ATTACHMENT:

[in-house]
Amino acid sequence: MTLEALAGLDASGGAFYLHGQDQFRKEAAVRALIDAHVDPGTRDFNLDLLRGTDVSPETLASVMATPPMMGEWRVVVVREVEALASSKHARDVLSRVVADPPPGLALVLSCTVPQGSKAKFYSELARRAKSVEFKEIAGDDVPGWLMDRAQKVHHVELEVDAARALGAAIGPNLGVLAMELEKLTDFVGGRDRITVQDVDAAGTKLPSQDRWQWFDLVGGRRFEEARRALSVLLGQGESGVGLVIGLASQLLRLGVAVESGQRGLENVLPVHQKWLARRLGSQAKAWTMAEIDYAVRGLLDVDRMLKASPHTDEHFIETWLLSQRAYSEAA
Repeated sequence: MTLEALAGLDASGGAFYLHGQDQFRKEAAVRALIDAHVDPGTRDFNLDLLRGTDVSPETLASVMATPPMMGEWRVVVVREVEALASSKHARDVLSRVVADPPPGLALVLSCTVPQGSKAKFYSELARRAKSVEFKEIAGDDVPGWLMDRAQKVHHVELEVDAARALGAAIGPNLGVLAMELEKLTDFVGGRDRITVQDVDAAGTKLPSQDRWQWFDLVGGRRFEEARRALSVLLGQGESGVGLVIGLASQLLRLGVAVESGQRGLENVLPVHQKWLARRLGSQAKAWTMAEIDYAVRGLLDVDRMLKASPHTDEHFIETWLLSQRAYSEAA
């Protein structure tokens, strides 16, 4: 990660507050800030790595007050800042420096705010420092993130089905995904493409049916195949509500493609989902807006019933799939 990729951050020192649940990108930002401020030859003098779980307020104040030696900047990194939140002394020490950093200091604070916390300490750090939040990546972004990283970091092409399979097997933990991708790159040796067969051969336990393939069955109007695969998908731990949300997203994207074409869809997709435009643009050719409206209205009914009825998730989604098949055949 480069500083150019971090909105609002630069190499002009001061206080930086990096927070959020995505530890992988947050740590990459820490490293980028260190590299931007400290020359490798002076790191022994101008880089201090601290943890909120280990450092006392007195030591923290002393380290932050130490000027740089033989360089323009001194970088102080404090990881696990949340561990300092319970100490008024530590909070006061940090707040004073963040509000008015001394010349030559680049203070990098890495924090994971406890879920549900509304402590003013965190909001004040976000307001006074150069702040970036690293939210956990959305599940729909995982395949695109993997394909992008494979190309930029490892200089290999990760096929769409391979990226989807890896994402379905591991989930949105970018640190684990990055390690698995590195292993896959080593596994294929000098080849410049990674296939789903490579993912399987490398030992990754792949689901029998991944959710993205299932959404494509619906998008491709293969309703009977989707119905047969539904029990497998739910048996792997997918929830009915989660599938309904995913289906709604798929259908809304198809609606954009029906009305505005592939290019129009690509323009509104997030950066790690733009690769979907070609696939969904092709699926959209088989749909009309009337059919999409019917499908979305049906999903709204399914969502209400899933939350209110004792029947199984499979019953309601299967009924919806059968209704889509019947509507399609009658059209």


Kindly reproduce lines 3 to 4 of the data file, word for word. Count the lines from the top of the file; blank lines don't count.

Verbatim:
Repeated sequence: MTLEALAGLDASGGAFYLHGQDQFRKEAAVRALIDAHVDPGTRDFNLDLLRGTDVSPETLASVMATPPMMGEWRVVVVREVEALASSKHARDVLSRVVADPPPGLALVLSCTVPQGSKAKFYSELARRAKSVEFKEIAGDDVPGWLMDRAQKVHHVELEVDAARALGAAIGPNLGVLAMELEKLTDFVGGRDRITVQDVDAAGTKLPSQDRWQWFDLVGGRRFEEARRALSVLLGQGESGVGLVIGLASQLLRLGVAVESGQRGLENVLPVHQKWLARRLGSQAKAWTMAEIDYAVRGLLDVDRMLKASPHTDEHFIETWLLSQRAYSEAA
């Protein structure tokens, strides 16, 4: 990660507050800030790595007050800042420096705010420092993130089905995904493409049916195949509500493609989902807006019933799939 990729951050020192649940990108930002401020030859003098779980307020104040030696900047990194939140002394020490950093200091604070916390300490750090939040990546972004990283970091092409399979097997933990991708790159040796067969051969336990393939069955109007695969998908731990949300997203994207074409869809997709435009643009050719409206209205009914009825998730989604098949055949 480069500083150019971090909105609002630069190499002009001061206080930086990096927070959020995505530890992988947050740590990459820490490293980028260190590299931007400290020359490798002076790191022994101008880089201090601290943890909120280990450092006392007195030591923290002393380290932050130490000027740089033989360089323009001194970088102080404090990881696990949340561990300092319970100490008024530590909070006061940090707040004073963040509000008015001394010349030559680049203070990098890495924090994971406890879920549900509304402590003013965190909001004040976000307001006074150069702040970036690293939210956990959305599940729909995982395949695109993997394909992008494979190309930029490892200089290999990760096929769409391979990226989807890896994402379905591991989930949105970018640190684990990055390690698995590195292993896959080593596994294929000098080849410049990674296939789903490579993912399987490398030992990754792949689901029998991944959710993205299932959404494509619906998008491709293969309703009977989707119905047969539904029990497998739910048996792997997918929830009915989660599938309904995913289906709604798929259908809304198809609606954009029906009305505005592939290019129009690509323009509104997030950066790690733009690769979907070609696939969904092709699926959209088989749909009309009337059919999409019917499908979305049906999903709204399914969502209400899933939350209110004792029947199984499979019953309601299967009924919806059968209704889509019947509507399609009658059209």